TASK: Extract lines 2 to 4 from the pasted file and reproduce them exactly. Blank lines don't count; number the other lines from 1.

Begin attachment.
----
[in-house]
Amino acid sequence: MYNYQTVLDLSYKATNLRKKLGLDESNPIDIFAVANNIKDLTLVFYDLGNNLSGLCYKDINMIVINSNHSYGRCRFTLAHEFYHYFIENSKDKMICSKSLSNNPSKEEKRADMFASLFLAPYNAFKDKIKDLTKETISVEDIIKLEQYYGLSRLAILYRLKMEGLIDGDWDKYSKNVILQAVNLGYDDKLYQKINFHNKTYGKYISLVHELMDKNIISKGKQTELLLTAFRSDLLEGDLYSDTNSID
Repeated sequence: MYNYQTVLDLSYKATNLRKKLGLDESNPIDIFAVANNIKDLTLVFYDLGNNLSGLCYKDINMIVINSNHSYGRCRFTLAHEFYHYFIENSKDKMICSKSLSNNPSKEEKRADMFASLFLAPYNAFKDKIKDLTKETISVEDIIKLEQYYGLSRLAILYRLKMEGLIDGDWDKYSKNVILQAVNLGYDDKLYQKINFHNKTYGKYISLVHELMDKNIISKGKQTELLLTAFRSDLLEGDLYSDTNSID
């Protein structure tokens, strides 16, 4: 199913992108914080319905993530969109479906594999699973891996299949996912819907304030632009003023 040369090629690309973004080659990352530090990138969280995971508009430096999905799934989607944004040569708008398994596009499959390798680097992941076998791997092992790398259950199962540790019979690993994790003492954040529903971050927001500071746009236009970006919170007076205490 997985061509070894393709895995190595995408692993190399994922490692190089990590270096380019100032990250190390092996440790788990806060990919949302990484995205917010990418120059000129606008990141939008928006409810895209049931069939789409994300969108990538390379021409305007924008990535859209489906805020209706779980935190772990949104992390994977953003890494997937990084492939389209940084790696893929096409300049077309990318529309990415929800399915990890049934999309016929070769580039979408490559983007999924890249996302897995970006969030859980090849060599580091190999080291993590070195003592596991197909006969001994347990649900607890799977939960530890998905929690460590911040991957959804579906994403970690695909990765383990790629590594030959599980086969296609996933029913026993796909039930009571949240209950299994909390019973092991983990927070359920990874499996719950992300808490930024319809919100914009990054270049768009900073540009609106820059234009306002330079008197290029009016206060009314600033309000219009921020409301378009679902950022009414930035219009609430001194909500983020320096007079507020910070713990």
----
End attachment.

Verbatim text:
Amino acid sequence: MYNYQTVLDLSYKATNLRKKLGLDESNPIDIFAVANNIKDLTLVFYDLGNNLSGLCYKDINMIVINSNHSYGRCRFTLAHEFYHYFIENSKDKMICSKSLSNNPSKEEKRADMFASLFLAPYNAFKDKIKDLTKETISVEDIIKLEQYYGLSRLAILYRLKMEGLIDGDWDKYSKNVILQAVNLGYDDKLYQKINFHNKTYGKYISLVHELMDKNIISKGKQTELLLTAFRSDLLEGDLYSDTNSID
Repeated sequence: MYNYQTVLDLSYKATNLRKKLGLDESNPIDIFAVANNIKDLTLVFYDLGNNLSGLCYKDINMIVINSNHSYGRCRFTLAHEFYHYFIENSKDKMICSKSLSNNPSKEEKRADMFASLFLAPYNAFKDKIKDLTKETISVEDIIKLEQYYGLSRLAILYRLKMEGLIDGDWDKYSKNVILQAVNLGYDDKLYQKINFHNKTYGKYISLVHELMDKNIISKGKQTELLLTAFRSDLLEGDLYSDTNSID
């Protein structure tokens, strides 16, 4: 199913992108914080319905993530969109479906594999699973891996299949996912819907304030632009003023 040369090629690309973004080659990352530090990138969280995971508009430096999905799934989607944004040569708008398994596009499959390798680097992941076998791997092992790398259950199962540790019979690993994790003492954040529903971050927001500071746009236009970006919170007076205490 997985061509070894393709895995190595995408692993190399994922490692190089990590270096380019100032990250190390092996440790788990806060990919949302990484995205917010990418120059000129606008990141939008928006409810895209049931069939789409994300969108990538390379021409305007924008990535859209489906805020209706779980935190772990949104992390994977953003890494997937990084492939389209940084790696893929096409300049077309990318529309990415929800399915990890049934999309016929070769580039979408490559983007999924890249996302897995970006969030859980090849060599580091190999080291993590070195003592596991197909006969001994347990649900607890799977939960530890998905929690460590911040991957959804579906994403970690695909990765383990790629590594030959599980086969296609996933029913026993796909039930009571949240209950299994909390019973092991983990927070359920990874499996719950992300808490930024319809919100914009990054270049768009900073540009609106820059234009306002330079008197290029009016206060009314600033309000219009921020409301378009679902950022009414930035219009609430001194909500983020320096007079507020910070713990």